‘Its a grand thing to get leave to live’
The Quarry Wood, 1928
The great Glaswegian born Nigel Tranter was a brilliant historian. He certainly knew his castles, and produced meticulously researched historical novels documenting centuries of Scottish history. Unsurprisingly, Tranter was granted an OBE (Order of the British Empire) for his outstanding contribution to society.
‘You intend to bide here? To be sure. Can you think of anywhere better?’
Like the quote inscribed in Makars’ Court, Helen Cruickshank’s spirit certainly endures forever. Cruickshank was a talented Scottish poet and suffragette. A true icon of the Scottish Renaissance, many writers from the movement would flock to her abode for riveting discussions. The glens of her childhood wanderings present themselves perfectly in her poetry, while the majority of her work is in Lowland Scots. Shy Geordie is her most recognised poem.
‘The spirit endures for ever’
Spring in the Mearns, 1935
A soldier, senior civil servant, and writer, James Allan Ford CBE MC was born in Fife and brought up in Edinburgh. Ford, who became a prisoner of war when Hong Kong was taken by Japan, received a military cross. During the 1980s, he was the president of the Scottish PEN writers’ association and a trustee of the National Library of Scotland. From the 1960s to the 1970s, Ford wrote five novels. Admirably, the first two addressed wartime issues.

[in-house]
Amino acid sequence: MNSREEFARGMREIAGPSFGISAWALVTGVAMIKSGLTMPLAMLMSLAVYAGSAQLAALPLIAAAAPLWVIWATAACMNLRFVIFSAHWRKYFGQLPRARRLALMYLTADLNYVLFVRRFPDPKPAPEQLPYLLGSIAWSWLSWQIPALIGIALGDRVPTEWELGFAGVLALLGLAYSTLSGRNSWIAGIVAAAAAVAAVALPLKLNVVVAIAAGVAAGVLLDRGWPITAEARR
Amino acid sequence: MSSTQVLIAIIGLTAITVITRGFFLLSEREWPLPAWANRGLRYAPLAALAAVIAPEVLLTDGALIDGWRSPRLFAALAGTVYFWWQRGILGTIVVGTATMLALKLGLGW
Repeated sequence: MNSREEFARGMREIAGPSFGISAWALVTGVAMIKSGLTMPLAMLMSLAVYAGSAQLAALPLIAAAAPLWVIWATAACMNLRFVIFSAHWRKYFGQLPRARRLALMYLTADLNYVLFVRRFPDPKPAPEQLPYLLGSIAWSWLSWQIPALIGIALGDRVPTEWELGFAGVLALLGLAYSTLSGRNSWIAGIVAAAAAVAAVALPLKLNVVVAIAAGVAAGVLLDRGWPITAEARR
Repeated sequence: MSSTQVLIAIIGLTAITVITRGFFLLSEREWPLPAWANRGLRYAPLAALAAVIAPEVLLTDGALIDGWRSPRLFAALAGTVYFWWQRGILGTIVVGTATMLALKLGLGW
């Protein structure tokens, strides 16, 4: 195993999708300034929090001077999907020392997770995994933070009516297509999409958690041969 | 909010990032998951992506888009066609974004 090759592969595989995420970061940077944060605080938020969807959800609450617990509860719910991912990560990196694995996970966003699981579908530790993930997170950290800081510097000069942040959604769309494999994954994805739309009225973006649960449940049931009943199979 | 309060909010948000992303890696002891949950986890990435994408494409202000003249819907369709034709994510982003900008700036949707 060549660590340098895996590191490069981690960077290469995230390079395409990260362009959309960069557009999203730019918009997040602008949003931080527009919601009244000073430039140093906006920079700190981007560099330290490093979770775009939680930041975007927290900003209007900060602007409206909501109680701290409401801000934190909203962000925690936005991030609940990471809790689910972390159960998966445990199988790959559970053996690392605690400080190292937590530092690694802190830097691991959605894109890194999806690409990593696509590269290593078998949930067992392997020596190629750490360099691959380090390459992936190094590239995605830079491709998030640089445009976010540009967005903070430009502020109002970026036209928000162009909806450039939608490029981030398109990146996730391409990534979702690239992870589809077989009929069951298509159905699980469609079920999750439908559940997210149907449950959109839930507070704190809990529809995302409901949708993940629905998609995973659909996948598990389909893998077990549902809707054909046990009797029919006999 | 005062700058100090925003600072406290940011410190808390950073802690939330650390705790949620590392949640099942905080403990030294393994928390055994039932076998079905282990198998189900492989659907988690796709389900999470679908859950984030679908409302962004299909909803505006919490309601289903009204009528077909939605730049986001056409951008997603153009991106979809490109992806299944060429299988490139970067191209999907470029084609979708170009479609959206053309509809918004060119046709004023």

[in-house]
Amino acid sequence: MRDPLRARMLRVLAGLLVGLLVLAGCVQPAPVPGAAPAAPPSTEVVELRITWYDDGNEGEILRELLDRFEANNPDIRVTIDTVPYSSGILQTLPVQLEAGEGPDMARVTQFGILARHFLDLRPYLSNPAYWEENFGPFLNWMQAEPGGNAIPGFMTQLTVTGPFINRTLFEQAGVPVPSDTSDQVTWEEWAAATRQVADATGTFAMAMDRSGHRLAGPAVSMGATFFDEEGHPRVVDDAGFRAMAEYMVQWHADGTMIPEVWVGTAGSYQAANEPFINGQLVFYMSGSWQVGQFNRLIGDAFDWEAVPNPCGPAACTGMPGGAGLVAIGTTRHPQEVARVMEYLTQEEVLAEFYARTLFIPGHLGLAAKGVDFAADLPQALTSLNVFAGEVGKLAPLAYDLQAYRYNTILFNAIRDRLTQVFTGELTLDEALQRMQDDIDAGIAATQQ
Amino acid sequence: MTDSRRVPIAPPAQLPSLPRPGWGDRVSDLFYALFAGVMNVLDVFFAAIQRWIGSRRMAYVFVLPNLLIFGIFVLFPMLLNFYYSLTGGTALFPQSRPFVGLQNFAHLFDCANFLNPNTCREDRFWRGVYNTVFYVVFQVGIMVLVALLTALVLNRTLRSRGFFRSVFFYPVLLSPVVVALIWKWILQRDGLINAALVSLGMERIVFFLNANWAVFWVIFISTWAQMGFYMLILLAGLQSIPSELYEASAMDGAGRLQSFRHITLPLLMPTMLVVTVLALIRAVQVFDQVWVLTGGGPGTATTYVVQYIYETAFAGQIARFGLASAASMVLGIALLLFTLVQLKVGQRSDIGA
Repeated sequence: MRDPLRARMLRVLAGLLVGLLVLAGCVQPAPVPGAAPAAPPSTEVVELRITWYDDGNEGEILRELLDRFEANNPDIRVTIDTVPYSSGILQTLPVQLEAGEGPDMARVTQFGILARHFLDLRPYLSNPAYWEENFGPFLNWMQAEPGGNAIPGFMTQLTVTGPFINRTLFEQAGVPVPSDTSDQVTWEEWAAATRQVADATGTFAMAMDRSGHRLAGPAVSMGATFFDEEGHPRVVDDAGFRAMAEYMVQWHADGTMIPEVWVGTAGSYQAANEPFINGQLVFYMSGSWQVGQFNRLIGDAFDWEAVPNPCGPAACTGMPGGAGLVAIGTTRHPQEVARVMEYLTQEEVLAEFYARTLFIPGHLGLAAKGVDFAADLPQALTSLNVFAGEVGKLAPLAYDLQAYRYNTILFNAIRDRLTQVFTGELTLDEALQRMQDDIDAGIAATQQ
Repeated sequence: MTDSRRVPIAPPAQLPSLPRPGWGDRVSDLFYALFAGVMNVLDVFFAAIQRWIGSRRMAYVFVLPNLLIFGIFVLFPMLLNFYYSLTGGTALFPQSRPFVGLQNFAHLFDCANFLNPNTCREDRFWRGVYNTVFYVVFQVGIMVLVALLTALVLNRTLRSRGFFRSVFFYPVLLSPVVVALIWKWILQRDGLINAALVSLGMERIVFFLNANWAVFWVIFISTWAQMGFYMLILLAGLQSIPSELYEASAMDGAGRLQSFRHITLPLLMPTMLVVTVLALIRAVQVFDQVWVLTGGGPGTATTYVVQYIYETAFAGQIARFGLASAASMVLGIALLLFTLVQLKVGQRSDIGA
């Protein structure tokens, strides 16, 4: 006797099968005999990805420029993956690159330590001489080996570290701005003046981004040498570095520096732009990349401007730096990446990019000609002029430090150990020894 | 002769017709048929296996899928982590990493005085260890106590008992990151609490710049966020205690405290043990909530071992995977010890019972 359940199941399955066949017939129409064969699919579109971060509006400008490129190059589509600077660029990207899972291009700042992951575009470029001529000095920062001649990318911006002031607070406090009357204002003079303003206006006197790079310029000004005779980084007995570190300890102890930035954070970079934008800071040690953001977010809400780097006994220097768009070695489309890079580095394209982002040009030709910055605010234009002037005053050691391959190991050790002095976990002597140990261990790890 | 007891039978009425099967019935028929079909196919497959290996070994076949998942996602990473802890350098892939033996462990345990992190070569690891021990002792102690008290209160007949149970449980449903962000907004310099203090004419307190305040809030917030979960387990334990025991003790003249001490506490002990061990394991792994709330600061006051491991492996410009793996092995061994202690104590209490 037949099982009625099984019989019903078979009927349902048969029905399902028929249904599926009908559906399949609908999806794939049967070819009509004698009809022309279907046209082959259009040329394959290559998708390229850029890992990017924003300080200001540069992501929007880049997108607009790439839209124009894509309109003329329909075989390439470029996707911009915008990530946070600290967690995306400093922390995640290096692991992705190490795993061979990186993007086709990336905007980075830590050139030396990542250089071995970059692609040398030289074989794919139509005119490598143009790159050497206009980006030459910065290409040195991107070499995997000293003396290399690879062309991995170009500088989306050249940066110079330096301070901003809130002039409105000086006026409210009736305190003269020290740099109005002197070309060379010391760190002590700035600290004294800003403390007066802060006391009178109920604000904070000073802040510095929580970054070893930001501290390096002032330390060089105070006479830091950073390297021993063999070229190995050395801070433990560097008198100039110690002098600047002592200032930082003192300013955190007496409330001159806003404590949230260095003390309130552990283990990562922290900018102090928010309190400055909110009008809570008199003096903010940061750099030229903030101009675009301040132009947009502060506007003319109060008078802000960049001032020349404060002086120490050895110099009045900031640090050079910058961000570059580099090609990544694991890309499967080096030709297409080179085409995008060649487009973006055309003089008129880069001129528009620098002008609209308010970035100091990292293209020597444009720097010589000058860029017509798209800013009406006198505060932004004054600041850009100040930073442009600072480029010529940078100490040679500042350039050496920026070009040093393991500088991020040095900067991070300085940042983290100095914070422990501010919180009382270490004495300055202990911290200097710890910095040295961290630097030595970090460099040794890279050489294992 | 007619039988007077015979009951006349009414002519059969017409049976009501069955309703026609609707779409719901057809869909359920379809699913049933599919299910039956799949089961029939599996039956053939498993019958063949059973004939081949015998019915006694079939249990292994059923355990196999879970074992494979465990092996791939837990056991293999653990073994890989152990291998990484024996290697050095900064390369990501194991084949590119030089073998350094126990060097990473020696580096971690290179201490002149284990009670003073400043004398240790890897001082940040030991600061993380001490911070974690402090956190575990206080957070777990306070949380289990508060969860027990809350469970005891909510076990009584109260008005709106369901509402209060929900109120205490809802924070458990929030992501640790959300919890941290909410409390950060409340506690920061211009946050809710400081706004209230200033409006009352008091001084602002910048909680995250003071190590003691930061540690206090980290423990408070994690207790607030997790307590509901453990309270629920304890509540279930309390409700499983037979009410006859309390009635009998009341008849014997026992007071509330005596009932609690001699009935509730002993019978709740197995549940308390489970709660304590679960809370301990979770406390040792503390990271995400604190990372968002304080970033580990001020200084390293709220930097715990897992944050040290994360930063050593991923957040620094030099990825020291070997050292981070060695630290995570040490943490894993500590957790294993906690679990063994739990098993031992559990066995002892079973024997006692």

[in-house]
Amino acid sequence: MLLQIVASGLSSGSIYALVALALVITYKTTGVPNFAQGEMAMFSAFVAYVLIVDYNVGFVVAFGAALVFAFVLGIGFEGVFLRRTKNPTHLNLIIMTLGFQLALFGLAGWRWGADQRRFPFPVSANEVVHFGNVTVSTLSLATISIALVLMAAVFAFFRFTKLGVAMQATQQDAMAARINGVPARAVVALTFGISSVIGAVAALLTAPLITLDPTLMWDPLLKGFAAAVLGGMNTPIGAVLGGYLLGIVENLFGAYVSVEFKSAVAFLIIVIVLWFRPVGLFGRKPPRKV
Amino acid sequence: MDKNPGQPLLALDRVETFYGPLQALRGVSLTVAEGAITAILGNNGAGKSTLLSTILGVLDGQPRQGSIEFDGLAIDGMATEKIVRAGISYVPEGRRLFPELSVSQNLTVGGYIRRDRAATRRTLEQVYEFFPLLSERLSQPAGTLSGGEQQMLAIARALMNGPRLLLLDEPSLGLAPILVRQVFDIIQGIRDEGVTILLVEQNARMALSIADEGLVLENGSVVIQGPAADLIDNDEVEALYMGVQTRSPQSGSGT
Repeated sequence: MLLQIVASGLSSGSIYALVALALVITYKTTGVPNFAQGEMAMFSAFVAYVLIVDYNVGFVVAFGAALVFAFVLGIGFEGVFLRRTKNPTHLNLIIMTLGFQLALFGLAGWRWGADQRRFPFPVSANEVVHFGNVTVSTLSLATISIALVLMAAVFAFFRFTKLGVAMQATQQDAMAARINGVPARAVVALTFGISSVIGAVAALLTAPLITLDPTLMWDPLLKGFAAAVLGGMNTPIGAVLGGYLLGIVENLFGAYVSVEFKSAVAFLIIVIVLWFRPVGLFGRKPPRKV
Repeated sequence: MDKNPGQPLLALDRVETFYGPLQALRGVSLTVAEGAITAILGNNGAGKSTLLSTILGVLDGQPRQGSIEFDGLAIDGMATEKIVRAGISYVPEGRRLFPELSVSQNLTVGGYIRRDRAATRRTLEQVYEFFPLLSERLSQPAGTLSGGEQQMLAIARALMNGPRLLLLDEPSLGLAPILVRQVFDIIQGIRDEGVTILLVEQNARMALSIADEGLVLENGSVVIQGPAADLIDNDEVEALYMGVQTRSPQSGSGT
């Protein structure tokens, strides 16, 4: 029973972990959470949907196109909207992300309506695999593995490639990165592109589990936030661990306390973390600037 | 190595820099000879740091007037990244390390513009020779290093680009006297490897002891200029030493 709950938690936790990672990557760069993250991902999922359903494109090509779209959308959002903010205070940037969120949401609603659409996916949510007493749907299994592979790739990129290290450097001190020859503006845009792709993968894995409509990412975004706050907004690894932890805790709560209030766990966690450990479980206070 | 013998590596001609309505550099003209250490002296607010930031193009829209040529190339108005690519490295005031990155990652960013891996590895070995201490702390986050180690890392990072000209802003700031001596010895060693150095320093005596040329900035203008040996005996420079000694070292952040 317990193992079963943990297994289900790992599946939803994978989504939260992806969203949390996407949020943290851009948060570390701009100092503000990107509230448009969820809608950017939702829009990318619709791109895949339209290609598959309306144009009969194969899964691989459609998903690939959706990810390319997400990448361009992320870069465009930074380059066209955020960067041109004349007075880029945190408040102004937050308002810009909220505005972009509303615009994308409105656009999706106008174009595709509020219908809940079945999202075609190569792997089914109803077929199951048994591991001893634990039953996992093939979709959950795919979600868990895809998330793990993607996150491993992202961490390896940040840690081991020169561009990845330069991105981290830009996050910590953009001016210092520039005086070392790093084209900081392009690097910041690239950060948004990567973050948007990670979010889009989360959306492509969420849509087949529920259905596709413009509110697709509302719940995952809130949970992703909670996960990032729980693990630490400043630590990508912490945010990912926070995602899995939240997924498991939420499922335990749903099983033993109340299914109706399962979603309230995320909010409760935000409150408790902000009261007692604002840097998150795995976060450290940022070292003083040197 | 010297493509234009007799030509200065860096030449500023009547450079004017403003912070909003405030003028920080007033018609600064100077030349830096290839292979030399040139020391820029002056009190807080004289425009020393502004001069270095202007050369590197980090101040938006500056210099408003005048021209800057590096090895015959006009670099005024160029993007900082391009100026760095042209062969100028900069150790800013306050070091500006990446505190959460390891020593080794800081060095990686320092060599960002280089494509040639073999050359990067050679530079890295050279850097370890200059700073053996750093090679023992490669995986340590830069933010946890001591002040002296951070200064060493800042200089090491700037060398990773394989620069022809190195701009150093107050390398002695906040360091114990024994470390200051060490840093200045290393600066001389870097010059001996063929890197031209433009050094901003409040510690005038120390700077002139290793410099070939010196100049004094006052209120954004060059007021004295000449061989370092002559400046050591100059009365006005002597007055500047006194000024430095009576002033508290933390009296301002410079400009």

‘Sing out the silence, fill for ever and ever the emptiness’
A Statue for a Public Place, 1965
Known for her poetry presented in the Scots language, Violet Jacob received widespread recognition for her historical novel Flemington. Jacob spent some time in India, about which she wrote her book Diaries and Letters From India 1895-1900. This literary lady has been linked with Scots revivalists such as Alexander Gray and Marion Angus in the Scottish Renaissance. As opposed to favouring Robert Burns, they sought inspiration from early Scots poets like William Dunbar and Robert Henryson.
‘There’s muckle lyin yont the Tay that’s mair to me nor life’